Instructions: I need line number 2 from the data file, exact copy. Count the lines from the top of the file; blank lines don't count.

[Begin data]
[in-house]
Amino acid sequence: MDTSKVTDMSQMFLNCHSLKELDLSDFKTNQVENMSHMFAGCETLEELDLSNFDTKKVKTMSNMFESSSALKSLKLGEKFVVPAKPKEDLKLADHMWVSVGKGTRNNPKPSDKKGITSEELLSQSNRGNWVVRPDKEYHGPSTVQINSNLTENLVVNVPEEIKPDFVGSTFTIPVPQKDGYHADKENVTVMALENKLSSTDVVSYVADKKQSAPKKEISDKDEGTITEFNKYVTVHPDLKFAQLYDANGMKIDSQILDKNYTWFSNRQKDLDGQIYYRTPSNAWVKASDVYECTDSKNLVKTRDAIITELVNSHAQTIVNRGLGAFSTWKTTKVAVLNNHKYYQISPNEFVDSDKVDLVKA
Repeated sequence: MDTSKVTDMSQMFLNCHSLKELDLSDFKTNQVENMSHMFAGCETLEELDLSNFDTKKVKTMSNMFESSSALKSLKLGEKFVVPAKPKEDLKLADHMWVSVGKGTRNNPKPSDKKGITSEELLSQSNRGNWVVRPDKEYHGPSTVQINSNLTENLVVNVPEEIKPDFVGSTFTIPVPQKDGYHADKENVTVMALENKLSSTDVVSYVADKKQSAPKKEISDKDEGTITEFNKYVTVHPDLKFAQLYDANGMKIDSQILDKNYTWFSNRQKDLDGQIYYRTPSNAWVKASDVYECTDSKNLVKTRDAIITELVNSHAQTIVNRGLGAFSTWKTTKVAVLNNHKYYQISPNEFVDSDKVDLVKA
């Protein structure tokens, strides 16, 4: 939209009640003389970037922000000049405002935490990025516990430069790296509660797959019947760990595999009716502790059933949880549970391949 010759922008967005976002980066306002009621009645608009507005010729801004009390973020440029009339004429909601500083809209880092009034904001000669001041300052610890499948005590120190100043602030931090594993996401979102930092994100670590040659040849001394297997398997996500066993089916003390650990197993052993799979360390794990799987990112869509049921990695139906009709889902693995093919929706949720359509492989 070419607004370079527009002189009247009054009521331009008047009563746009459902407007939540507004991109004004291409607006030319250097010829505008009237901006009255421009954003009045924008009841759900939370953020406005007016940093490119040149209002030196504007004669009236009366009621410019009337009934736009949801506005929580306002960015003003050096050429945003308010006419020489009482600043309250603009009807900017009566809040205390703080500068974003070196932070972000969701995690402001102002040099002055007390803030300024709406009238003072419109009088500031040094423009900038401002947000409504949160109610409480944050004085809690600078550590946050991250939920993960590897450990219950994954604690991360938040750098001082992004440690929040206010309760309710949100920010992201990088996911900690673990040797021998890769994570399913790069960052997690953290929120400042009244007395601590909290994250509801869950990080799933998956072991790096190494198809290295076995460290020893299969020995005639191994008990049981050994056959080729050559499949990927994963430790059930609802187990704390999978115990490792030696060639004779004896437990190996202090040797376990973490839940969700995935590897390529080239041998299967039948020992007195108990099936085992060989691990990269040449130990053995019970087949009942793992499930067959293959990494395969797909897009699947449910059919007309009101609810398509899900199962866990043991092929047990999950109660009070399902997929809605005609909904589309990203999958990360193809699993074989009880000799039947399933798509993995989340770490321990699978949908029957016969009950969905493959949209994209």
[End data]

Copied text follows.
Amino acid sequence: MDTSKVTDMSQMFLNCHSLKELDLSDFKTNQVENMSHMFAGCETLEELDLSNFDTKKVKTMSNMFESSSALKSLKLGEKFVVPAKPKEDLKLADHMWVSVGKGTRNNPKPSDKKGITSEELLSQSNRGNWVVRPDKEYHGPSTVQINSNLTENLVVNVPEEIKPDFVGSTFTIPVPQKDGYHADKENVTVMALENKLSSTDVVSYVADKKQSAPKKEISDKDEGTITEFNKYVTVHPDLKFAQLYDANGMKIDSQILDKNYTWFSNRQKDLDGQIYYRTPSNAWVKASDVYECTDSKNLVKTRDAIITELVNSHAQTIVNRGLGAFSTWKTTKVAVLNNHKYYQISPNEFVDSDKVDLVKA